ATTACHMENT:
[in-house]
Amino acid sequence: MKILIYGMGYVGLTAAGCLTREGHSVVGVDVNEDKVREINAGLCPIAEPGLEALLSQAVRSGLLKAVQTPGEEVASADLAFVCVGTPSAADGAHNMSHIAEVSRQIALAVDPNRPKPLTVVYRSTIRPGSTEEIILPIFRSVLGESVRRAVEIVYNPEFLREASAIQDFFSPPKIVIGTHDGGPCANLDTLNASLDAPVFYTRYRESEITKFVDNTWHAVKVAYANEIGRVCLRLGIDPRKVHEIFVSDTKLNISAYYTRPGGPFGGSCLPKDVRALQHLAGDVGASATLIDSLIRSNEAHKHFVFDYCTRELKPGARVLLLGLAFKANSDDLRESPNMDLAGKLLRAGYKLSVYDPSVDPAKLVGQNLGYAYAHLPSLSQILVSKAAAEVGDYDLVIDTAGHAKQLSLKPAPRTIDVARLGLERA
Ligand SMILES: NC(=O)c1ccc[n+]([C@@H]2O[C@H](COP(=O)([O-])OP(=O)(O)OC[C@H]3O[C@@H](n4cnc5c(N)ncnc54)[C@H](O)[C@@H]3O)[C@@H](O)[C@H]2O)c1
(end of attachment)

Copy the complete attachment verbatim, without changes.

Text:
[in-house]
Amino acid sequence: MKILIYGMGYVGLTAAGCLTREGHSVVGVDVNEDKVREINAGLCPIAEPGLEALLSQAVRSGLLKAVQTPGEEVASADLAFVCVGTPSAADGAHNMSHIAEVSRQIALAVDPNRPKPLTVVYRSTIRPGSTEEIILPIFRSVLGESVRRAVEIVYNPEFLREASAIQDFFSPPKIVIGTHDGGPCANLDTLNASLDAPVFYTRYRESEITKFVDNTWHAVKVAYANEIGRVCLRLGIDPRKVHEIFVSDTKLNISAYYTRPGGPFGGSCLPKDVRALQHLAGDVGASATLIDSLIRSNEAHKHFVFDYCTRELKPGARVLLLGLAFKANSDDLRESPNMDLAGKLLRAGYKLSVYDPSVDPAKLVGQNLGYAYAHLPSLSQILVSKAAAEVGDYDLVIDTAGHAKQLSLKPAPRTIDVARLGLERA
Ligand SMILES: NC(=O)c1ccc[n+]([C@@H]2O[C@H](COP(=O)([O-])OP(=O)(O)OC[C@H]3O[C@@H](n4cnc5c(N)ncnc54)[C@H](O)[C@@H]3O)[C@@H](O)[C@H]2O)c1